Abdul Aziz ibn Saud embraced a form of fundamentalist Islam know as Wahhabism. Ibn Saud had expanded his reach from a small string of oasis villages in the Riyadh region to cover a vast expanse of northeastern Arabia.
In 1916 TE Lawrence argued in "The politics of Mecca" that Ibn Saud and the Wahhabists posed as Islamic reformists "with all the narrow minded bigotry of the puritan" and ibn Saud and his Wahhabists were hardly representative of Islam. He warned in the politics of Mecca that the Wahhabist sect was composed of marginal medievalists, "and if it prevailed, we would have in place of the tolerant, rather comfortable Islam of Mecca and Damascus, the fanaticism of Nejd...intensified and swollen by success."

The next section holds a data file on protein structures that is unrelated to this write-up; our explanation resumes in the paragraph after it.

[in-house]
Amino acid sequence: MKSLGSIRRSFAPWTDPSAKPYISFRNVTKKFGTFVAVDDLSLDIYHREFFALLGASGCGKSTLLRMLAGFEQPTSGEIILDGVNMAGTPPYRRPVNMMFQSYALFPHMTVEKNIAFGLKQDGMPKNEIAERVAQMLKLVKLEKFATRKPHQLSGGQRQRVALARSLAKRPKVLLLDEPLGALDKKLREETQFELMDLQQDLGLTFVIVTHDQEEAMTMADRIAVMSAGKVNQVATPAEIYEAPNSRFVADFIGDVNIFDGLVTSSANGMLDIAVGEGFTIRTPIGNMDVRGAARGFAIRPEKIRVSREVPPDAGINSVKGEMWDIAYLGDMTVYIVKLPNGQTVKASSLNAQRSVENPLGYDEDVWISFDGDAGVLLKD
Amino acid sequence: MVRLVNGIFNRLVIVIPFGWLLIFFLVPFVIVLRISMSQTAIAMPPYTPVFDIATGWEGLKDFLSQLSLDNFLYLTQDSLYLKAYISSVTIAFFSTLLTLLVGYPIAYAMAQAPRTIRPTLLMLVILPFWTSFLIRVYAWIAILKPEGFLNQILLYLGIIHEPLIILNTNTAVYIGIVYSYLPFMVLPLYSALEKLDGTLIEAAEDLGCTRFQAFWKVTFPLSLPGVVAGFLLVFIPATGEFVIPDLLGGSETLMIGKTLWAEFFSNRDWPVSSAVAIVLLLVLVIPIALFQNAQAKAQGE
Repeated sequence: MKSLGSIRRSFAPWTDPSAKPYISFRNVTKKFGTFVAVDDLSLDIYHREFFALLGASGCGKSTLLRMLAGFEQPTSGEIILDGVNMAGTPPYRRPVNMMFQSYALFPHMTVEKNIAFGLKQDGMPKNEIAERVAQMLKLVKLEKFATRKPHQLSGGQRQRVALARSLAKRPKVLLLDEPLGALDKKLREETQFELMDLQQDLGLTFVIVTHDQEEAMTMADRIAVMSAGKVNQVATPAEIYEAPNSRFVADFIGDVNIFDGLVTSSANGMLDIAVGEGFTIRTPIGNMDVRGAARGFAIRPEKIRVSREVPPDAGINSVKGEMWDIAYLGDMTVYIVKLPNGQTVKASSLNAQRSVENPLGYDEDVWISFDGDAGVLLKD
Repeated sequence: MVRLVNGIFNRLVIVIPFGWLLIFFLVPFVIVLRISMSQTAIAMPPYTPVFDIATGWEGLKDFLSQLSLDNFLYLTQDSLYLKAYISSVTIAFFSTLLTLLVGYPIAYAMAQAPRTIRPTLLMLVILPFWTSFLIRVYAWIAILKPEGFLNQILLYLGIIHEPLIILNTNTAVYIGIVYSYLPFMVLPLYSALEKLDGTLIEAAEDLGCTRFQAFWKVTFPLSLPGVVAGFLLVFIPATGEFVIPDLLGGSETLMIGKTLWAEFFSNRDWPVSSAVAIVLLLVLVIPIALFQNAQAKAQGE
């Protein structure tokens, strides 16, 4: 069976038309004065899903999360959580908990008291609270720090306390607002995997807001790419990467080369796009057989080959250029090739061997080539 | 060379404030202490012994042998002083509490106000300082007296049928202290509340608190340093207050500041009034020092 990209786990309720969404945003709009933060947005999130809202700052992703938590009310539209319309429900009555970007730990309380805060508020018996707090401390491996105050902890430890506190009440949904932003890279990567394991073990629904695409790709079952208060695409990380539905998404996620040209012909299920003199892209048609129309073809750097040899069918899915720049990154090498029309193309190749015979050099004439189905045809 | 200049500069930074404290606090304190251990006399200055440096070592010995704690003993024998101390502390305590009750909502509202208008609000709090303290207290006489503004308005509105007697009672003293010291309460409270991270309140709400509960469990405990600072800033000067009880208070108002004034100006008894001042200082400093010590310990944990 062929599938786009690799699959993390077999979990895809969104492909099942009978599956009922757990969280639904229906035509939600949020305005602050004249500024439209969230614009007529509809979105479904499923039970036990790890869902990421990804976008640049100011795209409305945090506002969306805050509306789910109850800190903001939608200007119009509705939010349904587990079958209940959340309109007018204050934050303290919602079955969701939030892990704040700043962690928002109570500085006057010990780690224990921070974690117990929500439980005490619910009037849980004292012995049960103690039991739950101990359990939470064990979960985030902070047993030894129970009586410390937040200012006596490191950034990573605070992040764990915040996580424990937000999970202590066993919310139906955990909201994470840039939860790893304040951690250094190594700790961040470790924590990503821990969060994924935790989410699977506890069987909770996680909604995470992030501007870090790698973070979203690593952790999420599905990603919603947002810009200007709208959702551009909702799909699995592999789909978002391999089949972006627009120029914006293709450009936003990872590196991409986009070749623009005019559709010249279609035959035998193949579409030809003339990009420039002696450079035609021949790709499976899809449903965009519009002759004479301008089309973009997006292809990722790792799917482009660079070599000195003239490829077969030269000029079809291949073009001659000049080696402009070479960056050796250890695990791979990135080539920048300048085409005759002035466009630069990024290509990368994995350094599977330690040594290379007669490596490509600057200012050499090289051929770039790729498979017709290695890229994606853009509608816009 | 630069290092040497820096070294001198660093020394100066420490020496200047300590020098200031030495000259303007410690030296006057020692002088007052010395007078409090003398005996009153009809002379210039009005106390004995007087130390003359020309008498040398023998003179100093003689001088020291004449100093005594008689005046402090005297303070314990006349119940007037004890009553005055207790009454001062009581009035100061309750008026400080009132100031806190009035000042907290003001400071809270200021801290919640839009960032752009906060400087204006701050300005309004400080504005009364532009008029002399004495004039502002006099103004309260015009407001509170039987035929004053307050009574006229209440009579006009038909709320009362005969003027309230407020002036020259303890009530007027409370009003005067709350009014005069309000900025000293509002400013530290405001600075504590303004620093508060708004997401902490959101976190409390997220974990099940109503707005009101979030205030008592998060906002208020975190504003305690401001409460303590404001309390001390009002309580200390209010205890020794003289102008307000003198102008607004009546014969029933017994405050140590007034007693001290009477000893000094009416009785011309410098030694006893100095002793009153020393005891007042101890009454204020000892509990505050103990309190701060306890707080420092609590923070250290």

In 1923, ibn Saud and the Wahhabists would conquer much of the Arabian Peninsula and, to honor his clan, give it the name Saudi Arabia. For the next ninety years, the vast and profligate Saudi royal family would survive by essentially buying off the doctrinaire Wahhabists who had brought them to power, financially subsidizing their activities so long as their disciples directed their jihadist efforts abroad. The most famous product of this arrangement was to be a man named Osama bin Laden.